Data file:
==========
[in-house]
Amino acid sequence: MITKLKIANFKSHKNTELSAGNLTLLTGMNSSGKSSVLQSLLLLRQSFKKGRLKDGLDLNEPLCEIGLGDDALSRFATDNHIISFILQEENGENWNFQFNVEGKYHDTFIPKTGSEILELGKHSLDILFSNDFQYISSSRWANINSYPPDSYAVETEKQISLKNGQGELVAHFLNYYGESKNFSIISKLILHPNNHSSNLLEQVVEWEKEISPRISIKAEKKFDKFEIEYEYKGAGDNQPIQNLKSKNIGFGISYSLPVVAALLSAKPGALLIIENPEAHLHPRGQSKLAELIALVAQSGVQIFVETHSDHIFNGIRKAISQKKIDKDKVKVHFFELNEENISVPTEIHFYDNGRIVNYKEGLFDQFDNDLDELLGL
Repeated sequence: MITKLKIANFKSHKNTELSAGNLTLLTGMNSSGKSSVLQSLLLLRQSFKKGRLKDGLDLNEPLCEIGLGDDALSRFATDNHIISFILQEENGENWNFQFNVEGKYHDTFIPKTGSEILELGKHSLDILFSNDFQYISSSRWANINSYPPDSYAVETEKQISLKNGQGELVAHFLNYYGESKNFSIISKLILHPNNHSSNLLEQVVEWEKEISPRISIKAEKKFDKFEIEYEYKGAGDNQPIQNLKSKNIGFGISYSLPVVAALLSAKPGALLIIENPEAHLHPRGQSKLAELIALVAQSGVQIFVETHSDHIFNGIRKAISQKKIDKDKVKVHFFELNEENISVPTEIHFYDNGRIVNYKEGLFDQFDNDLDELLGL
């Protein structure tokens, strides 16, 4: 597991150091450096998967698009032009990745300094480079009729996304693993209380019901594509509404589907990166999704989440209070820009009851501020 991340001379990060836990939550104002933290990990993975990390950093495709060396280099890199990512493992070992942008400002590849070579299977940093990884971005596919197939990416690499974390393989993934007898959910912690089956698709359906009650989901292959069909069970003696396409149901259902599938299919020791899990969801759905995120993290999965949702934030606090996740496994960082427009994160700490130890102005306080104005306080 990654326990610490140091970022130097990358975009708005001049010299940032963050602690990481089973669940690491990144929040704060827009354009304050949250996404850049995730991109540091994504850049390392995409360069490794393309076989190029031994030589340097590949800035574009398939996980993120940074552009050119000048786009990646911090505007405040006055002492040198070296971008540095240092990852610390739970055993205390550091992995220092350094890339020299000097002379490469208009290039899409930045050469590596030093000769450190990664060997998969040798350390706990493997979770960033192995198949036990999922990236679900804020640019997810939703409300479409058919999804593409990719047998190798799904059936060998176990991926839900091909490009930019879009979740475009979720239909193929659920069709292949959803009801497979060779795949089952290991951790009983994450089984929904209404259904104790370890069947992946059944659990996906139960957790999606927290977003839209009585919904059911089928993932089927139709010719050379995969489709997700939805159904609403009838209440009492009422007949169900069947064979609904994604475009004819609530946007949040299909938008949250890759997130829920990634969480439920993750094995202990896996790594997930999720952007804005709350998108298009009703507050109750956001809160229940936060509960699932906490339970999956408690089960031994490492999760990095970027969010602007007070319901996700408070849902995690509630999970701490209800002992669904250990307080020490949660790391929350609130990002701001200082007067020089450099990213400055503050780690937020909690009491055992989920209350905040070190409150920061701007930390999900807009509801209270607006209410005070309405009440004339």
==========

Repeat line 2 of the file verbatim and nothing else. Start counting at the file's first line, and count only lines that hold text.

Amino acid sequence: MITKLKIANFKSHKNTELSAGNLTLLTGMNSSGKSSVLQSLLLLRQSFKKGRLKDGLDLNEPLCEIGLGDDALSRFATDNHIISFILQEENGENWNFQFNVEGKYHDTFIPKTGSEILELGKHSLDILFSNDFQYISSSRWANINSYPPDSYAVETEKQISLKNGQGELVAHFLNYYGESKNFSIISKLILHPNNHSSNLLEQVVEWEKEISPRISIKAEKKFDKFEIEYEYKGAGDNQPIQNLKSKNIGFGISYSLPVVAALLSAKPGALLIIENPEAHLHPRGQSKLAELIALVAQSGVQIFVETHSDHIFNGIRKAISQKKIDKDKVKVHFFELNEENISVPTEIHFYDNGRIVNYKEGLFDQFDNDLDELLGL